This situation is not particularly analogous to Panuwat’s case because Panuwat never traded in the securities of Pfizer or Medivation, the companies about which he had direct inside information. He clearly did not have a fiduciary relationship to Incyte’s shareholders. As a result, the “classical” theory of insider trading does not provide a sufficient basis for a finding of liability against Panuwat.
II. The Misappropriation Theory of Insider Trading
The second basis for liability, and the one more likely to succeed in Panuwat’s case, is the misappropriation theory of insider trading articulated in United States v. O’Hagan (1997). Zachary Gubler has noted that the misappropriation theory asks not whether a fiduciary relationship exists between the trader and the shareholder but rather if the trading party owes a duty of loyalty or confidentiality to the source of the information. Under this theory, liability arises when an insider uses confidential information belonging to a corporation to trade in securities without the corporation’s consent. Fundamentally, the misappropriation theory is rooted in the law of agency. Bans on insider trading can thus be understood as a particular instance of law’s general prohibition on agents using their relationship with their principal to profit personally.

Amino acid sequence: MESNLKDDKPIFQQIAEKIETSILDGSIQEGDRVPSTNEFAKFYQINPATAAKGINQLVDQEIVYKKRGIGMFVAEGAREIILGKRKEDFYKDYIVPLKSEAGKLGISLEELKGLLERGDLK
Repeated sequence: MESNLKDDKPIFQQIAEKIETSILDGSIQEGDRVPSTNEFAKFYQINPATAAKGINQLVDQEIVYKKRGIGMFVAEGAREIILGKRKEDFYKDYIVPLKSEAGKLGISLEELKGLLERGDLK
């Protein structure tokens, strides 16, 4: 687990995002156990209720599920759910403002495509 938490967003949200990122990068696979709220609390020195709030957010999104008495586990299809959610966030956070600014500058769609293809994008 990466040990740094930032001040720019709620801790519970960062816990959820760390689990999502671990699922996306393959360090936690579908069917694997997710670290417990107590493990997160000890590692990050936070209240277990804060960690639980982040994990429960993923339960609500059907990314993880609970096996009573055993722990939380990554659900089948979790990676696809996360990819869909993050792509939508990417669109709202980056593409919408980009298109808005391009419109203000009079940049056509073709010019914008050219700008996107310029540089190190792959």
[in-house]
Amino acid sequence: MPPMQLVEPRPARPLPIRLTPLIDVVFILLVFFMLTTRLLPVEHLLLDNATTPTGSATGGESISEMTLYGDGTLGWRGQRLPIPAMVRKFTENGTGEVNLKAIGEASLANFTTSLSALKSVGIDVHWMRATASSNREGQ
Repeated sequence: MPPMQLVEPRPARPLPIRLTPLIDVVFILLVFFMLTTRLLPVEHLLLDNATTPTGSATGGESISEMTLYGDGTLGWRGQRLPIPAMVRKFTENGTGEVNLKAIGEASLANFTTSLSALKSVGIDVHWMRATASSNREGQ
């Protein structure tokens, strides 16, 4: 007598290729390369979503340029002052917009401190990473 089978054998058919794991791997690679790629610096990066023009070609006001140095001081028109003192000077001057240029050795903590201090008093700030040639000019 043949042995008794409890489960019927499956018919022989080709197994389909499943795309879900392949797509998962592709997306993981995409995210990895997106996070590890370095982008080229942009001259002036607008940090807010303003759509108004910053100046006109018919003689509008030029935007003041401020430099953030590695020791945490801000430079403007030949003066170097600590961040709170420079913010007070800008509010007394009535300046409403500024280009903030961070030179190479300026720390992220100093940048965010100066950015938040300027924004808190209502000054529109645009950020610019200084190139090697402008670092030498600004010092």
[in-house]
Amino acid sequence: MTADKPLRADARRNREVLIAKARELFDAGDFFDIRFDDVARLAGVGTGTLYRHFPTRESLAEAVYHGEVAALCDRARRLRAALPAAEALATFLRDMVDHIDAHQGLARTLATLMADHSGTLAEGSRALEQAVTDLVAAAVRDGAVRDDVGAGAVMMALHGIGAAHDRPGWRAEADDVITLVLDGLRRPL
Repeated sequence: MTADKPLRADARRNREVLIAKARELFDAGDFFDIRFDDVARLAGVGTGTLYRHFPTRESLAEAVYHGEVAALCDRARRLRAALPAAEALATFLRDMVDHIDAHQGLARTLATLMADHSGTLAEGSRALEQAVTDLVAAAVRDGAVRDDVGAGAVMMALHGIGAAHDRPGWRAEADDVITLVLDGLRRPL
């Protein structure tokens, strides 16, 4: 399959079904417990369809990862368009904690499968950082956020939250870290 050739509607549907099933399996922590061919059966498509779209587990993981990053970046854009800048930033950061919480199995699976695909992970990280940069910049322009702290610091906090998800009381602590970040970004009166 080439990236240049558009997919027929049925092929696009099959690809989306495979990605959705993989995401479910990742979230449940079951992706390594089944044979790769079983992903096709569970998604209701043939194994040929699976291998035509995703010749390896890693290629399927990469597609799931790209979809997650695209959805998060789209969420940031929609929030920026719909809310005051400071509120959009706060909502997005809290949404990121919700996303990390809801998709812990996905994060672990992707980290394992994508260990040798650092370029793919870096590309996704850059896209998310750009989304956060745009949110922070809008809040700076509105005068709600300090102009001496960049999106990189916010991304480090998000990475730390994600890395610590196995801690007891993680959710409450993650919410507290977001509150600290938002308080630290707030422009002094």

III. SEC v. Panuwat
Panuwat signed an employment agreement that included a provision prohibiting employees from engaging in insider trading. The relevant provision read:
Because of your access to [non-public] information [about the company], you may be in a position to profit financially by . . . dealing in the Company’s securities . . . or the securities of another publicly traded company. . . . For anyone to use such information to gain personal benefit . . . is illegal.
It appears that Panuwat’s alleged conduct violated this policy. He used Medivation’s non-public information to trade in the securities of another publicly traded company for his personal benefit. He did not disclose his intent to do so or receive permission from his employer. However, questions remain about whether this policy contemplated the specific kind of trade Panuwat executed. The policy may have been written to cover trades in the securities of third-party companies with which the company had a direct relationship in order to avoid the potential misalignment of incentives that allowing such trades may cause.